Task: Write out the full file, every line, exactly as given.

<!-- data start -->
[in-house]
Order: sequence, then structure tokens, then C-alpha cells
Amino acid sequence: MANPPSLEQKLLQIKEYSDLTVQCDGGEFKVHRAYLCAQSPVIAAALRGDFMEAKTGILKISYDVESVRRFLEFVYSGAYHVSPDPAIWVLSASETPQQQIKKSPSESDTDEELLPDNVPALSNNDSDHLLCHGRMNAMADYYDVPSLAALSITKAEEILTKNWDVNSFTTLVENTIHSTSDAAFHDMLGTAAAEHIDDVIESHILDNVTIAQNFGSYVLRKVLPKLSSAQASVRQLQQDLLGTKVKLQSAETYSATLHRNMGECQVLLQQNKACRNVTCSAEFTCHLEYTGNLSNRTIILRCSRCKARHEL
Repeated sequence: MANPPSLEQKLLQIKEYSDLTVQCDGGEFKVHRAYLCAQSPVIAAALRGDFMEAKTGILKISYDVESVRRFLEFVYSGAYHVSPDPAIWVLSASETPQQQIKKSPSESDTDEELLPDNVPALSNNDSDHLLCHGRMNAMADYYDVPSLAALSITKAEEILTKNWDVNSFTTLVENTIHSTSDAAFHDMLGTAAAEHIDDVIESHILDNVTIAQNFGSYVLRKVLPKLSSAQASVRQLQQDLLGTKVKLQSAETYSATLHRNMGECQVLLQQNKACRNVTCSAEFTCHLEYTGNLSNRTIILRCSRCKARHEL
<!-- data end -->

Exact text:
[in-house]
Order: sequence, then structure tokens, then C-alpha cells
Amino acid sequence: MANPPSLEQKLLQIKEYSDLTVQCDGGEFKVHRAYLCAQSPVIAAALRGDFMEAKTGILKISYDVESVRRFLEFVYSGAYHVSPDPAIWVLSASETPQQQIKKSPSESDTDEELLPDNVPALSNNDSDHLLCHGRMNAMADYYDVPSLAALSITKAEEILTKNWDVNSFTTLVENTIHSTSDAAFHDMLGTAAAEHIDDVIESHILDNVTIAQNFGSYVLRKVLPKLSSAQASVRQLQQDLLGTKVKLQSAETYSATLHRNMGECQVLLQQNKACRNVTCSAEFTCHLEYTGNLSNRTIILRCSRCKARHEL
Repeated sequence: MANPPSLEQKLLQIKEYSDLTVQCDGGEFKVHRAYLCAQSPVIAAALRGDFMEAKTGILKISYDVESVRRFLEFVYSGAYHVSPDPAIWVLSASETPQQQIKKSPSESDTDEELLPDNVPALSNNDSDHLLCHGRMNAMADYYDVPSLAALSITKAEEILTKNWDVNSFTTLVENTIHSTSDAAFHDMLGTAAAEHIDDVIESHILDNVTIAQNFGSYVLRKVLPKLSSAQASVRQLQQDLLGTKVKLQSAETYSATLHRNMGECQVLLQQNKACRNVTCSAEFTCHLEYTGNLSNRTIILRCSRCKARHEL